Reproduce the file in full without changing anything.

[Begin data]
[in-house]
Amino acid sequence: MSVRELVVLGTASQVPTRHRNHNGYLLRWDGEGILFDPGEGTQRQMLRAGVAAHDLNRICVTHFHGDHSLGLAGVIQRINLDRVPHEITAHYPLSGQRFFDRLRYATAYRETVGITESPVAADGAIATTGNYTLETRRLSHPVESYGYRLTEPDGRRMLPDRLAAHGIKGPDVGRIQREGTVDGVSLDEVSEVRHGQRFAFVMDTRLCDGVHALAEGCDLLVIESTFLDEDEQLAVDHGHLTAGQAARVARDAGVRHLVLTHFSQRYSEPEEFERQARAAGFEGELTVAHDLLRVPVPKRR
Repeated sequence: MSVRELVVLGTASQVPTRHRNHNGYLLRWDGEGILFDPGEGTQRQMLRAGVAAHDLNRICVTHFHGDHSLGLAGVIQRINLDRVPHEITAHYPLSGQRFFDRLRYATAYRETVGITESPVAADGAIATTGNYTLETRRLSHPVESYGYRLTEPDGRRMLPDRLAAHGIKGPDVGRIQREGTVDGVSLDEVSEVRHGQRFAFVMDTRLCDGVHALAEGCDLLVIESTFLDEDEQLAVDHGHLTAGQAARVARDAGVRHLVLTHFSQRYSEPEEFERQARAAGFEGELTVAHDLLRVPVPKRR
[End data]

[in-house]
Amino acid sequence: MSVRELVVLGTASQVPTRHRNHNGYLLRWDGEGILFDPGEGTQRQMLRAGVAAHDLNRICVTHFHGDHSLGLAGVIQRINLDRVPHEITAHYPLSGQRFFDRLRYATAYRETVGITESPVAADGAIATTGNYTLETRRLSHPVESYGYRLTEPDGRRMLPDRLAAHGIKGPDVGRIQREGTVDGVSLDEVSEVRHGQRFAFVMDTRLCDGVHALAEGCDLLVIESTFLDEDEQLAVDHGHLTAGQAARVARDAGVRHLVLTHFSQRYSEPEEFERQARAAGFEGELTVAHDLLRVPVPKRR
Repeated sequence: MSVRELVVLGTASQVPTRHRNHNGYLLRWDGEGILFDPGEGTQRQMLRAGVAAHDLNRICVTHFHGDHSLGLAGVIQRINLDRVPHEITAHYPLSGQRFFDRLRYATAYRETVGITESPVAADGAIATTGNYTLETRRLSHPVESYGYRLTEPDGRRMLPDRLAAHGIKGPDVGRIQREGTVDGVSLDEVSEVRHGQRFAFVMDTRLCDGVHALAEGCDLLVIESTFLDEDEQLAVDHGHLTAGQAARVARDAGVRHLVLTHFSQRYSEPEEFERQARAAGFEGELTVAHDLLRVPVPKRR